Look to the Catholic Church and beyond Day to Pope Leo X!!!’s Encyclical, Rerum Novarum. The pope specifiically addressed workers rights in 1889. Both Governments and Corporations, the Pope said, were morally obliged to pay fair, and not abuse workers, but treat them humanely. The Pope also emphasized the need of Governments and Corporations to care for the poor, beyond abuse of power and beyond the lust for cash, profit. Preference for the Poor is a moral duty.

    As far as the Statue for Workers is fine if it is not celebrating Terrorists who throw bombs.

    The Pope also and many Judeo-Chrisitian leaders warned against the looming horrors of Marxism’s versions of Socialism.

    Now, do not pretend, that only leftists lawyers know what Socialism is.

    Marxism demanded like leftists Democrats today demand is that private wealth be taken, private property be taken from some and distributed to others. That’s an abhorrent aberration. Taxing fair is moral. Government has limited powers, but always at the service of public to act fairly in everything it does. No Patronage.

    Pope Leo X111 explicitly recognized the individual’s right to Private Property

    I have worked as a union laborer man . . . .Not all workers, e.g. police, sole practioners, small businessmen, are enthralled by Socialist-Marxist views today. I remember workers were happy when they got off on Saturday afternoons.

    Finally, remember yesterday’s liberalism was more akin to today’s Conservatism that respects for life itself is a key to all morality, and individuals inherent rights to life, liberty, due process, protection of property, fair justice procedures, and the right to work hard and invent light bulbs or efficient automobiles.

    All those in the late 19th Century, who were not anarchists, Marxists, baby-born Commies to become, were wary of the excessive, abusive, violent power of Wobblies, Commies=coming, etcetera.

    Some may not know what Socialism is, but those who lived in the early decades of the Twentieth Century certainly knew Its Evils.

    Again, I say, today’s liberalism is akin to secularistic, atheistic, anti-life socialism, which is akin to Marxism which is akin to Stalinistic Communism, in the extreme, which is akin, a hand in glove, with Nazism.

    Long before Orwell’s 1984, men and women saw the evil of Big Brother, Big Government, Big Socialistic States encroaching on individual’s inalienable rights to life, liberty, pursuit of happiness, the right to acquire and hold and defend private property, the right of the family, and the right of parents to raise families in accordance with their own consciences, not in accordance with governmental leftists’ dictates.

    Reagan’s Law and Order is the order of today.

    1. WMC, thank you for expressing these thoughts so well. The more I read on topics related to the Constitution and law, the more I realize I have to learn in order to understand it fully — and the more I realize students of today need lots of exposure to such topics (and may NEVER get it!).

      Well, off to Hillsdale College Online I go!

  2. Matt

    Former Catholic priest Charlie Sullivan just sent this today.

    Yes Charlie and Pauline are solutionarys.

    We Were There!

    Charles/Pauline Sullivan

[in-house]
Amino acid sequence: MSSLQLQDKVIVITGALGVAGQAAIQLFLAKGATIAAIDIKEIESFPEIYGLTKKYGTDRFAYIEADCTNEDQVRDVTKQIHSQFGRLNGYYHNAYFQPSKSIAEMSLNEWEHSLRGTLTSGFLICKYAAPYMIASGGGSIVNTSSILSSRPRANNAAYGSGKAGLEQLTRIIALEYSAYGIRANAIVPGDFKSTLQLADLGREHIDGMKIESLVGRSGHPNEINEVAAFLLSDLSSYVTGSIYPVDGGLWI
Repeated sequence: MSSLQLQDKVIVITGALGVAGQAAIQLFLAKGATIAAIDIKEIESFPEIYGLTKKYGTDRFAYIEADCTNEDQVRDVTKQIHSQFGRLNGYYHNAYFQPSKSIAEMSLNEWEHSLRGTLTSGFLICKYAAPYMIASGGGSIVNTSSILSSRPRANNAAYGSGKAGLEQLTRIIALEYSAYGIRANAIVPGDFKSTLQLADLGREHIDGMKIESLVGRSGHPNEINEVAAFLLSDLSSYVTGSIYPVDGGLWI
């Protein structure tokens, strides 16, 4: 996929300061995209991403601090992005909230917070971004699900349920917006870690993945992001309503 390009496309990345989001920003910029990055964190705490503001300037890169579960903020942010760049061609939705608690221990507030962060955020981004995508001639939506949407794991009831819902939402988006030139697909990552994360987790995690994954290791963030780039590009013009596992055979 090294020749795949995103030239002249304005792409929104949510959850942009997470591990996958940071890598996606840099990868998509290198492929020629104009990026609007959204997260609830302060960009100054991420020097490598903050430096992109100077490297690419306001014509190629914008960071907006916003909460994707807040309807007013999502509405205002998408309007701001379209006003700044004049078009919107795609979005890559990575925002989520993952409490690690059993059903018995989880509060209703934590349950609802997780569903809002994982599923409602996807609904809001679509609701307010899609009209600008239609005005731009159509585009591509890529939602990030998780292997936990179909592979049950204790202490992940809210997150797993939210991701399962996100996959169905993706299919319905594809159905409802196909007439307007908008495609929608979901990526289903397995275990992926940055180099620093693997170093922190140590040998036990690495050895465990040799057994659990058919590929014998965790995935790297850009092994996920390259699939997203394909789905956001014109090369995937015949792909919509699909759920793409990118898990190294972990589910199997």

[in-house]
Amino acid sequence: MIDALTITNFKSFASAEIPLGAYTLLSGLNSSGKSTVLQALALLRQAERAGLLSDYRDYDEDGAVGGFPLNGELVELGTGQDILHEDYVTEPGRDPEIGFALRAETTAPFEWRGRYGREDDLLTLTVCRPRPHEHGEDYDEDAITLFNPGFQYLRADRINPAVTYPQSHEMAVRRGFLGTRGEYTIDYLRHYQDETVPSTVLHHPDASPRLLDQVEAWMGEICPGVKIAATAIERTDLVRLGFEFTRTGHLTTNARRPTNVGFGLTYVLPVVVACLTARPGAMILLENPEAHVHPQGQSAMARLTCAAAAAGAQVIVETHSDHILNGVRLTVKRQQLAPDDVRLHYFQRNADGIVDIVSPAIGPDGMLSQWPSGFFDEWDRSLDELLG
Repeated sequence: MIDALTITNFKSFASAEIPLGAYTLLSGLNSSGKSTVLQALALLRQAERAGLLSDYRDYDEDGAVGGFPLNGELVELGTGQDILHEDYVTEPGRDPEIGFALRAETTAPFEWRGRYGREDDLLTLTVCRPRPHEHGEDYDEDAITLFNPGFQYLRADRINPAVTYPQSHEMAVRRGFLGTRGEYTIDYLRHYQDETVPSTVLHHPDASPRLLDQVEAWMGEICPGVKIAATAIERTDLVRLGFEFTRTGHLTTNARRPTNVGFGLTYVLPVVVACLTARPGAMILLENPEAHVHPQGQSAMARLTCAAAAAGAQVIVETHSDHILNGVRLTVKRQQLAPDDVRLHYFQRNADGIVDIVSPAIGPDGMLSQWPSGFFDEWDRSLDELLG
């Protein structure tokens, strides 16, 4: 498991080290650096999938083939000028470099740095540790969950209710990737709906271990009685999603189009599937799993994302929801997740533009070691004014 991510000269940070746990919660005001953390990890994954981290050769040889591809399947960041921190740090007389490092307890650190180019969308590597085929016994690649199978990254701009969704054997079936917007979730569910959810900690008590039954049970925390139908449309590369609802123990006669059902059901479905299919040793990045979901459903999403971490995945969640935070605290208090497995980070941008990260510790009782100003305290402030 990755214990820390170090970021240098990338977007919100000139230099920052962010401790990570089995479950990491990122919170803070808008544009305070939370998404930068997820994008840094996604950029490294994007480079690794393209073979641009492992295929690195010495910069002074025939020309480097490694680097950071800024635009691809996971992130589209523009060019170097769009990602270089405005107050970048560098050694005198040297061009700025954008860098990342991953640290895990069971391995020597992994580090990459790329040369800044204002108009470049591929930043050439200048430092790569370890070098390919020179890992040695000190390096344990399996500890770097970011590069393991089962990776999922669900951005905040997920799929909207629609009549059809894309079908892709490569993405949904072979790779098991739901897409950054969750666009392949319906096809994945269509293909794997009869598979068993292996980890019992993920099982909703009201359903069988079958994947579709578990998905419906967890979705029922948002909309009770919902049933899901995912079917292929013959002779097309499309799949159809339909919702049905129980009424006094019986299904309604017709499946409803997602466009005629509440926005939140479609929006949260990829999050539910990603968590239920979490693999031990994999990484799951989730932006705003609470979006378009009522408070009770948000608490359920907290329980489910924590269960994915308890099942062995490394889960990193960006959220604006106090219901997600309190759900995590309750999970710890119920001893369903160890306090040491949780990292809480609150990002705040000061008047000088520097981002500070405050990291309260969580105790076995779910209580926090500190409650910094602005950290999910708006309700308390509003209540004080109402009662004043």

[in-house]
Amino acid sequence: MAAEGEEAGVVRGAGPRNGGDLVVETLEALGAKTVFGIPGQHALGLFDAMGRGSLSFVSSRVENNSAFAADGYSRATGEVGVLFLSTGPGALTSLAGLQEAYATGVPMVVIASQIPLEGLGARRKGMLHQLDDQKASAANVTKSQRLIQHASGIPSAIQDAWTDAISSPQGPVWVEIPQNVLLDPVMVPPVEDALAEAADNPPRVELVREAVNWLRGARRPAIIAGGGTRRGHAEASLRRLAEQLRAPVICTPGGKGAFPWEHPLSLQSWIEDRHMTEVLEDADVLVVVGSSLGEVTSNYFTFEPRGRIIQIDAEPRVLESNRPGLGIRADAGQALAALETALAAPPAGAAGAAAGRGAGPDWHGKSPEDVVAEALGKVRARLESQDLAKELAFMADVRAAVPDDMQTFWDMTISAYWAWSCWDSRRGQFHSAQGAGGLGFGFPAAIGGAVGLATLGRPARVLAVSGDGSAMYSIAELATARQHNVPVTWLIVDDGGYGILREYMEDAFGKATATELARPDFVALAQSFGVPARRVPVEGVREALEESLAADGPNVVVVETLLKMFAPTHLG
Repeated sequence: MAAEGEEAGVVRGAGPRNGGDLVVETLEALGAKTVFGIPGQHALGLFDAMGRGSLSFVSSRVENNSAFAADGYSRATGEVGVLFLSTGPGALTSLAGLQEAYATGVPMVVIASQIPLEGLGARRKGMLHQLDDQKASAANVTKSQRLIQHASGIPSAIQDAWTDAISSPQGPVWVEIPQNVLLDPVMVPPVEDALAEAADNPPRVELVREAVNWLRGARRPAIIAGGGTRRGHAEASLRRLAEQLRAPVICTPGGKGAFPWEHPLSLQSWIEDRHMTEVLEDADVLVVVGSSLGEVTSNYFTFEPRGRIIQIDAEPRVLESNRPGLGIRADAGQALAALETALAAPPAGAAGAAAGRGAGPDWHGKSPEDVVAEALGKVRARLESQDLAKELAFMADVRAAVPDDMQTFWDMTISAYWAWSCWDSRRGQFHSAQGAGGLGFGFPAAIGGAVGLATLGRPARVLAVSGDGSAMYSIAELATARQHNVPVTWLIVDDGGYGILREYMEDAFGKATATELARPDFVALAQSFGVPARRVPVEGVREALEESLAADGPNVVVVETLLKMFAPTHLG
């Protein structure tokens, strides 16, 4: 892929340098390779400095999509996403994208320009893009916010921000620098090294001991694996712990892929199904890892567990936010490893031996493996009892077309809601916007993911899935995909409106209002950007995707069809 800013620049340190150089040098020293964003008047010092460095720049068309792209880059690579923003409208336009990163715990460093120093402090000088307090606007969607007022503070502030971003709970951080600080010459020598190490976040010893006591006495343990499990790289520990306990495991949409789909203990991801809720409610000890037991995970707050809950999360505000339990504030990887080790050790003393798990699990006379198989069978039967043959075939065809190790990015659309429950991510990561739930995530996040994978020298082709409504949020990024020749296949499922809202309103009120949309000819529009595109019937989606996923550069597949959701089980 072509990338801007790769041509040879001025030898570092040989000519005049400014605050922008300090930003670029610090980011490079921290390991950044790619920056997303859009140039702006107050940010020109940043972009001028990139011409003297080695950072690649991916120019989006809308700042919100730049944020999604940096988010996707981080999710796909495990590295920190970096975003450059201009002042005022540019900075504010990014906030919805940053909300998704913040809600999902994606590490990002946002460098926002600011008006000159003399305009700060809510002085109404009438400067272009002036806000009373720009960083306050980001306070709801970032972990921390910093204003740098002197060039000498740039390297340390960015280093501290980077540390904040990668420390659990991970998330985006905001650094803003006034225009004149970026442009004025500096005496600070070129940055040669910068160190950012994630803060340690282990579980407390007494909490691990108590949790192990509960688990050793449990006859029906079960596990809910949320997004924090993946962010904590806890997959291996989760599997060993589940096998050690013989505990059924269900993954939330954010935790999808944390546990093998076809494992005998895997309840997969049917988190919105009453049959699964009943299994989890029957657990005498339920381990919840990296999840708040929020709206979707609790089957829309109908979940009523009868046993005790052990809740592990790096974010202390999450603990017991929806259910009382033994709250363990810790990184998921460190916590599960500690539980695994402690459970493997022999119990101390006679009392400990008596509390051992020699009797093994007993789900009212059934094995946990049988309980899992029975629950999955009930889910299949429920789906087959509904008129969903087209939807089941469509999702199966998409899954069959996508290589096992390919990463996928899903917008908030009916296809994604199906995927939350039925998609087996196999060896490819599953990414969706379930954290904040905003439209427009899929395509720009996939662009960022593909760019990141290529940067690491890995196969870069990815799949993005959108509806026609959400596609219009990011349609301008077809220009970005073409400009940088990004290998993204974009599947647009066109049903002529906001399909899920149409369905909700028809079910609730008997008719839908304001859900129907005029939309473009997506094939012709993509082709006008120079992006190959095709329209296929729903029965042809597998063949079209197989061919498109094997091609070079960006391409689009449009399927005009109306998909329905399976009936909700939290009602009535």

Washington DC

    I think there were three movements that resulted in our arrests in May Day. They were the Vatican Council in the early sixties, the civil rights movement and, of course, the anti-war movement. Charlie was first stationed as a priest in Demopolis, Alabama, which is very near Selma and it was in 1966 right after the March. Pauline was a stationed as a nun at St. Stephen’s school which was In “the Reservation” in Minneapolis. Pauline played a role in the start-up of the American Indian Movement.

    When they met in 1969, Charlie was working on a revolution in the Catholic Church. Pauline replied that she was interested in the “other” revolution—the revolution in the world!

    In 1970, they left Minnesota in a $400 VW van (that broke down a lot) to seek their place in the revolution. They lived in the van for over a year, travelling to Mexico and Canada as well as involved in demonstrations throughout the United State.

    They also visited people like Dorothy Day. This visit in New York City was in early September, 1971, because we had to return to DC for our May Day trials. While waiting for our trials, we lobbied against the military draft and at night in our van parked on Capitol Hill, we listened to the VW radio report on the uprising at Attica.

    We had briefly been involved in Texas in our travels, but decided then to return to San Antonio and get totally immersed in prison reform. We started in 1972 with a bus service for families to visit their loved ones in the prison system and started organizing these families on the buses into an organization we called CURE.

    In 1974, we moved to Austin and CURE became a statewide organization. In 1985, we moved to Washington and expanded CURE nationally. In 2001, we had our first international conference and now have a strong presence in Africa and Asia.

    Pauline was right in that our commitment to revolution in the world and, as you can see, started in a way with May Day and still continues even though we are in our eighties. Charlie

    PS. We are still very Catholic, but not revolutionary Catholics. We have enough to keep us busy with prison reforms!

    We are ever reminded about the quote from George Bernard Shaw ” When I die, I want to be all used up!”